“Cases are now better prepared, with the support of forensic evidence, but most of these cases could have been closed if we had the witnesses coming forward; we want to assure them that there are systems in place to ensure their safety,” he told The Sunday Gleaner.
Samuels refused to name the problematic communities, but in a May 31 travel advisory, the United States Department of State named Canterbury, Flankers, Rose Heights, Glendevon, Mount Salem, and Norwood among communities that Americans should avoid.
The widespread scourge of informal settlements has been blamed on the failure of successive administrations to take decisive action. To help stem the problem, the Housing Agency of Jamaica (HAJ) has carried out infrastructural improvement in several communities across Jamaica, including many in the western end of the island, and has noted its role in making these areas safer.
At one point, then HAJ Managing Director Gary Howell claimed there was an 80 per cent drop in crimes in Flankers, Montego Bay, after the road was resurfaced.
The HAJ also boasted that with the changing landscape of such communities, more working-class persons have opted to live in these areas, and that has impacted the levels of crime. But this is not the reality being faced by the police or the residents of these marginalised communities, as crime, especially murders, continues unabated.
Squatting in Retirement, another volatile community located south-west of Montego Bay, started when jobseekers started taking portions of the 1800-acre property that was earmarked for the expansion of the tourist town to build homes.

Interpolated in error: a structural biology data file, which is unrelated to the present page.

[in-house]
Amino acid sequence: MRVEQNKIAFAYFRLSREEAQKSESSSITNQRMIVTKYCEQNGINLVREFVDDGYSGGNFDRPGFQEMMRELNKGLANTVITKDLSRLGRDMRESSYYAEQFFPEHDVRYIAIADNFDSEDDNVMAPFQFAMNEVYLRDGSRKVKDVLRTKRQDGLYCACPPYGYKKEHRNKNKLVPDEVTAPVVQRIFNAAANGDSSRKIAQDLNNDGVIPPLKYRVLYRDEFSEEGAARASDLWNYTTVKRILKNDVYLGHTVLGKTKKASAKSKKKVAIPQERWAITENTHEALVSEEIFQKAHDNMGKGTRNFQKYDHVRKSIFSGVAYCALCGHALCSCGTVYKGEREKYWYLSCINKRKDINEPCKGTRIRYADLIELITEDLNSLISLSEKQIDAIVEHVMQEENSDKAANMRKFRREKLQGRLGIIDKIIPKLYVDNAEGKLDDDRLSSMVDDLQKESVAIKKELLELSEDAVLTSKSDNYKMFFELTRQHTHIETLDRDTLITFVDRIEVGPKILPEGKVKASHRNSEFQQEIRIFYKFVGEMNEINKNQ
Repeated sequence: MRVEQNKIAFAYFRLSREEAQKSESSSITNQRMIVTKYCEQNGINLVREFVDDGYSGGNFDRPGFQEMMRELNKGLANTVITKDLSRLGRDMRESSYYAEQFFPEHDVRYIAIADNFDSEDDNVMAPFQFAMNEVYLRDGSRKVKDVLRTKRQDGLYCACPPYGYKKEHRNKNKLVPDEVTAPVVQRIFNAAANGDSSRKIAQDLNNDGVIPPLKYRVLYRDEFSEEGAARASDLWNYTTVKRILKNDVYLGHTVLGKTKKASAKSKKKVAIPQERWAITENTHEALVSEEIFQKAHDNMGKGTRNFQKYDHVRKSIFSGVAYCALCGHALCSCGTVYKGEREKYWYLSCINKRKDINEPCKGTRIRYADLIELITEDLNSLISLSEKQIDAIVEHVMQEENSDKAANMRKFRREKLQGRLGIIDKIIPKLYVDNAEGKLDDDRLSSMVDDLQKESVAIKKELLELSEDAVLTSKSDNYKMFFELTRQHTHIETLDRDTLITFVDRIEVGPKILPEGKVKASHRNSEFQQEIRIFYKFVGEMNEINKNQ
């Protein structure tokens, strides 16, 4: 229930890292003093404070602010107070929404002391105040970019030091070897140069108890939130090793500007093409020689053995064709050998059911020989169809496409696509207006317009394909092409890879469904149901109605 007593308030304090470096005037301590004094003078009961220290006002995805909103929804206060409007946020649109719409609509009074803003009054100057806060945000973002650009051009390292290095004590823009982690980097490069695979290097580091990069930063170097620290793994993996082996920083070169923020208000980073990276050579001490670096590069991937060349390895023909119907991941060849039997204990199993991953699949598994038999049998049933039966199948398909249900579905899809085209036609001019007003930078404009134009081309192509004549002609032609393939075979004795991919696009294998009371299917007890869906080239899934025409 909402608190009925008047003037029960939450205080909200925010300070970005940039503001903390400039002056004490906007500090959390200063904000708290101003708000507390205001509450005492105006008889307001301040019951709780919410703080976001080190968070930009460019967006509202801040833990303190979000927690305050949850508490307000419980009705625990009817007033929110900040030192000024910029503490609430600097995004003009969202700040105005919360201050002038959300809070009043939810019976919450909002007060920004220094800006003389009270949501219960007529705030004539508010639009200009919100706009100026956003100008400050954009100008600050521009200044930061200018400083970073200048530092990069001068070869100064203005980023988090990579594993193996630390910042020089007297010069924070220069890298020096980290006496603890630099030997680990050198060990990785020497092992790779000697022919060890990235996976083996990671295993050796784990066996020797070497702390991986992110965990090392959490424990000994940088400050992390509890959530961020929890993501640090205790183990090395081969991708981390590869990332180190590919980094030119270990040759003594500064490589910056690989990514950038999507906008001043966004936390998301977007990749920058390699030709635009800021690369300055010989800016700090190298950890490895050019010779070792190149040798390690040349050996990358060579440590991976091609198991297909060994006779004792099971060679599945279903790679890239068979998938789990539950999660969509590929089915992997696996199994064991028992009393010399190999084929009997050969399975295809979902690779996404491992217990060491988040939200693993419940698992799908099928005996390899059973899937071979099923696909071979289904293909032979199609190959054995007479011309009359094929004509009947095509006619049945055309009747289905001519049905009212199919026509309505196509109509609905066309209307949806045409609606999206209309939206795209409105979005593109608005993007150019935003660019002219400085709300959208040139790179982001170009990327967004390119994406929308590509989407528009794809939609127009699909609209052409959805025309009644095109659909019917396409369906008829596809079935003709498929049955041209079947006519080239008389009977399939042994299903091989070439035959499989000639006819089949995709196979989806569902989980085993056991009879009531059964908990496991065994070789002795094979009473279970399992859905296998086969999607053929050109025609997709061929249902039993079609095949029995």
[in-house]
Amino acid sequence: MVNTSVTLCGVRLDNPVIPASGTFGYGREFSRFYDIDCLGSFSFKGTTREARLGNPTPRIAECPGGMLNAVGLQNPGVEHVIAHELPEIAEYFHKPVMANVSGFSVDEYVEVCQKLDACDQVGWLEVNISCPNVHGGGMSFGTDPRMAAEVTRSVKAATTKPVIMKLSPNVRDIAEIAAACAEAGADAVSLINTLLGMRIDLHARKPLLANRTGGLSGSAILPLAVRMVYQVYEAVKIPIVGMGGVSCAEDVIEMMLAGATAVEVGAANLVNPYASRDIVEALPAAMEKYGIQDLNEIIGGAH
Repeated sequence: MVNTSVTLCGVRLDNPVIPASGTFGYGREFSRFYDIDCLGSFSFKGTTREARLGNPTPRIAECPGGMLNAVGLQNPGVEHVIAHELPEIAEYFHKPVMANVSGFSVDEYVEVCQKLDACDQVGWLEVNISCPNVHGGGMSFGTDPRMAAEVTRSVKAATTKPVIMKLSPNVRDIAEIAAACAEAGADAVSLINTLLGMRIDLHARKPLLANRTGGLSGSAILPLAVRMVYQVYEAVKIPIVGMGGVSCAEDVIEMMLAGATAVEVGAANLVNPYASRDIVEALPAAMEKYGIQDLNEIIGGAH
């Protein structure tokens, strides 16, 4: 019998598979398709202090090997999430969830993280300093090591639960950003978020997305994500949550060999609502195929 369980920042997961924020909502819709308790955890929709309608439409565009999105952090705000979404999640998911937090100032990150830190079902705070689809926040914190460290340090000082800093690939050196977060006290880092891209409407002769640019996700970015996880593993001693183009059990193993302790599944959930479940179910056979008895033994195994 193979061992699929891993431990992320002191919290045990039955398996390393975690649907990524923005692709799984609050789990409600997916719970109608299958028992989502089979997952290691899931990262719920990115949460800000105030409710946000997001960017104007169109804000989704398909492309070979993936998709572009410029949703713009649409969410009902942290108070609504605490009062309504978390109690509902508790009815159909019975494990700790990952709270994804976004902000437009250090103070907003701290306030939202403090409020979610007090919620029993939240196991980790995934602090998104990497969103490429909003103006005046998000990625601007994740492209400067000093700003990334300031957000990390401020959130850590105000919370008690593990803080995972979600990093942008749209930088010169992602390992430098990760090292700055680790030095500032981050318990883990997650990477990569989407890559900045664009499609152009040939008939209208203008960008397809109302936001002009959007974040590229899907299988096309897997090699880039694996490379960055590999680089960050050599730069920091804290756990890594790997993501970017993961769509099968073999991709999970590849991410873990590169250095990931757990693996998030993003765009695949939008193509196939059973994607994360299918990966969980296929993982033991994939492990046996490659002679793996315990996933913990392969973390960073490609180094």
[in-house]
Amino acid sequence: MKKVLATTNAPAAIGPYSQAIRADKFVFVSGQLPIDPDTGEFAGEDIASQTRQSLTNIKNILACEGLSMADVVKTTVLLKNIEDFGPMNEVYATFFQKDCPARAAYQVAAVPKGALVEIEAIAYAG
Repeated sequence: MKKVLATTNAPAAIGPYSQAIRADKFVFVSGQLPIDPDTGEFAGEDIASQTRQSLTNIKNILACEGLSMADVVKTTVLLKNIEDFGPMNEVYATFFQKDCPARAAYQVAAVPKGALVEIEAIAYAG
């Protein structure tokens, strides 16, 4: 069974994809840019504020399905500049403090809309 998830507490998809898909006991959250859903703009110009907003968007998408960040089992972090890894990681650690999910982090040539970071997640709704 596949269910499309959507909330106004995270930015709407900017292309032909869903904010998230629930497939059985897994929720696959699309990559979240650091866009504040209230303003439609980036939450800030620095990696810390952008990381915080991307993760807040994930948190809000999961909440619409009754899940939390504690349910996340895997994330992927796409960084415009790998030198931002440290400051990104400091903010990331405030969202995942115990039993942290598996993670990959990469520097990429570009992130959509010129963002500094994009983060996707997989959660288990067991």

The Retirement Development Trust was established in 1990 by community activist O. Dave Allen to manage the process to regularise the troubled community. He believes such initiatives are better off with community organisations, arguing that there is a greater level of compliance when they are community-driven.
“When the Government manages, all we have is chaos,” he charged. “Community groups will get more done because we are sensitive to the situations being experienced, and when the Government is involved, individuals expect it to be free.
“So what we have is one set who aggressively takes the land and another set who lawfully applies,” he told The Sunday Gleaner.
But Allen is hoping that there will be a renewed thrust to formalise the communities and is encouraging the HAJ to re-engage the areas with an approach that mirrors the Operation PRIDE concept.
Norman Brown, chairman of the HAJ, says there are several residents in Retirement who are yet to engage his entity to regularise their tenure, but believes the community organisation does not handle the process professionally.
“What I can say is that the problem of squatting is a matter of priority for this Government, but it will cost a huge chunk,” he said.
Seven properties in Bottom Pen, Montego Bay, which were partially upgraded, have been earmarked to regularise more than 500 households, as part of the Government’s recent thrust to address the squatting problem.
Residents in Retirement claim that their community is peaceful, but the news team learned that gangsters have divided sections of the area and have forced some squatters to abandon their ‘property’.
The lottery scam is not the only criminal initiative established in the inner city, as the infamous guns-for-drugs trade between Haiti and Jamaica was reportedly masterminded by a don from the western city, while sharing jail time with criminals from Haiti in Miami, Florida, in 2001.